Use Active Voice

It's a good idea to use active voices in your articles, as it is easier to read and understand than the passive voice.

Active voice means that the subject of the sentence is the one actively performing the action of the verb. Passive voice means that a subject is the recipient of a verb's action.

Here's an example of passive voice: The documentation should be read six times a year by every web developer.

And here's an example of active voice: Every web developer should read this documentation 6 times a year.

Choose Your Words Carefully

Word choice is important. Make sure you use the best word for the context. Avoid overusing pronouns such as ‘it’ and ‘this’ as the reader may have difficulty identifying which nouns they refer to.

Also avoid slang and vulgar language – remember you're writing for a wider audience whose disposition and cultural inclinations could differ from yours.

Avoid Excessive Jargon

If you’re an expert in your field, it can be easy to use jargon you're familiar with without realizing that it may be confusing to other readers.

You should also avoid using acronyms you haven't previously explained.

Here's an Example:

Less clear: PWAs are truly considered the future of multi-platform development. Their availability on both Android and iOS makes them the app of the future.

Improved: Progressive Web Applications (PWAs) are truly the future of multi-platform development. Their availability on both Android and iOS makes PWAs the app of the future.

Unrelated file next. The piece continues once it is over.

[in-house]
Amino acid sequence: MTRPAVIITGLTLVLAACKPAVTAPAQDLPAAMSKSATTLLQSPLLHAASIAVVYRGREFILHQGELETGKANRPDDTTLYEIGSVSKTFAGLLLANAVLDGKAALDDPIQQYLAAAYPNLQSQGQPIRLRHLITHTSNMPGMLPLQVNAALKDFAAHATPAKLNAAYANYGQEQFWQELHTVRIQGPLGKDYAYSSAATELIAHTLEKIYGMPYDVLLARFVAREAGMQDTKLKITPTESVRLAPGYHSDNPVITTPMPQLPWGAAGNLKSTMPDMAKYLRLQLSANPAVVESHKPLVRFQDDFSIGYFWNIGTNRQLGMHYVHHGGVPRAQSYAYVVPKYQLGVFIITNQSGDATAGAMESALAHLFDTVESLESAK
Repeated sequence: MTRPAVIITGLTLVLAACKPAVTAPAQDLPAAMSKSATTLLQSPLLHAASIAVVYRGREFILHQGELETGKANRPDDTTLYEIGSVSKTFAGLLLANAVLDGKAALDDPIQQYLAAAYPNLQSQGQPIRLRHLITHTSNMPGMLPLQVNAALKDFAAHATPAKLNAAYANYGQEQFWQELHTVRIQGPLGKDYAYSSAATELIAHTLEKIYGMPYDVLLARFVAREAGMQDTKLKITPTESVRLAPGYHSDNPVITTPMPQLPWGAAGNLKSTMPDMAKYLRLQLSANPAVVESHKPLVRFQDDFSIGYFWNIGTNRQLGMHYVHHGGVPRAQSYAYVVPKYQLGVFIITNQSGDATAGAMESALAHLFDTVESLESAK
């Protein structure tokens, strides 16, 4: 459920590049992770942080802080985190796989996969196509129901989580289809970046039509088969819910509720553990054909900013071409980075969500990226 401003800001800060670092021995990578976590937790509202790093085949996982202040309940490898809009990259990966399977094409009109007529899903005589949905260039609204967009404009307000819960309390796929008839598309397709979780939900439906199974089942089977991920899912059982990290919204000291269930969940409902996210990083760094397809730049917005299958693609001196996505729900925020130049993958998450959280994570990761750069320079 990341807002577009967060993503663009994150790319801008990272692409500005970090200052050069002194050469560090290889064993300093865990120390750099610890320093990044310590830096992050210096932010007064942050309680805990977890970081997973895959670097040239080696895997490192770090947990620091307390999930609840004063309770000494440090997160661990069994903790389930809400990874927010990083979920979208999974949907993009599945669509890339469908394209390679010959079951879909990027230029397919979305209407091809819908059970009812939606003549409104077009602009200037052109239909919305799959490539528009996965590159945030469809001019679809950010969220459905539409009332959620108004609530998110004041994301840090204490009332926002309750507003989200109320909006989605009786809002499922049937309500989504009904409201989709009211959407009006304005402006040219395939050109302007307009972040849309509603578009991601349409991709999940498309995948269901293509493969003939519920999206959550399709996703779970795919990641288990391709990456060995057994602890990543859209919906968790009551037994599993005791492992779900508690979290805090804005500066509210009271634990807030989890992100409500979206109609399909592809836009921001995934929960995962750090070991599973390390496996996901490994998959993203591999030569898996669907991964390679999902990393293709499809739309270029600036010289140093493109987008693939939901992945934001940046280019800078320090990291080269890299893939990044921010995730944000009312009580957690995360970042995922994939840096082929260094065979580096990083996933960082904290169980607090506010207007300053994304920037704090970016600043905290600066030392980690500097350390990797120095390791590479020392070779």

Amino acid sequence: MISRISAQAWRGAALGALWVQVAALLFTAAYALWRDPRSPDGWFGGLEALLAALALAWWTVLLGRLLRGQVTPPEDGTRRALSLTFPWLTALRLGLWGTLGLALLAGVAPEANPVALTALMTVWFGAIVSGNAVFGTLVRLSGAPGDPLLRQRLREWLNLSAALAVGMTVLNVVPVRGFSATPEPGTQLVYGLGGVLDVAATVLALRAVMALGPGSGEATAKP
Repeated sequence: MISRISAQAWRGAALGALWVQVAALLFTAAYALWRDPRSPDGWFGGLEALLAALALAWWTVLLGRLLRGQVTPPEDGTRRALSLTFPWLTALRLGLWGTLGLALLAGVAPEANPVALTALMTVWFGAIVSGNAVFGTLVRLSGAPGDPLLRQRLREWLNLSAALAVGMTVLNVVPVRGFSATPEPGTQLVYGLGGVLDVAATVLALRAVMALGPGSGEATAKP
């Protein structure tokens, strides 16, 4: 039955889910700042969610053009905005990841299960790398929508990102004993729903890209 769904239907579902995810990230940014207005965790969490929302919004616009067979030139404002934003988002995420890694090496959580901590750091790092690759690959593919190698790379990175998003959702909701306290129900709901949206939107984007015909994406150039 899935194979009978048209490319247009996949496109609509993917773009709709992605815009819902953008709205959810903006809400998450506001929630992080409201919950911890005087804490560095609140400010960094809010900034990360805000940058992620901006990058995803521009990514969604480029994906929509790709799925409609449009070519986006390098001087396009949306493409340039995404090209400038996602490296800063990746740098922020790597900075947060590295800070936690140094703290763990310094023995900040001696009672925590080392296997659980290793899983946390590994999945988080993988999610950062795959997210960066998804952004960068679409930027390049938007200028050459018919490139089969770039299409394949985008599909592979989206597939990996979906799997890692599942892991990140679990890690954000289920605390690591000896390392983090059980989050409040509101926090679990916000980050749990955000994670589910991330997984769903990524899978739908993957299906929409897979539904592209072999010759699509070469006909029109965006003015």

Use Plain Language

Use fewer words and write in a way so that any reader can understand the text.‌‌ Avoid big lengthy words. Always try to explain concepts and terms in the clearest way possible.

Visual Formatting

A wall of text is difficult to read. Even the clearest instructions can be lost in a document that has poor visual representation.

They say a picture is worth a thousand words. This rings true even in technical writing.

But not just any image is worthy of a technical document. Technical information can be difficult to convey in text alone. A well-placed image or diagram can clarify your explanation.

People also love visuals, so it helps to insert them at the right spots. Consider the images below:

First, here's a blog snippet without visuals:

Here's a snippet of same blog, but with visuals:

Adding images to your articles makes the content more relatable and easier to understand. In addition to images, you can also use gifs, emoji, embeds (social media, code) and code snippets where necessary.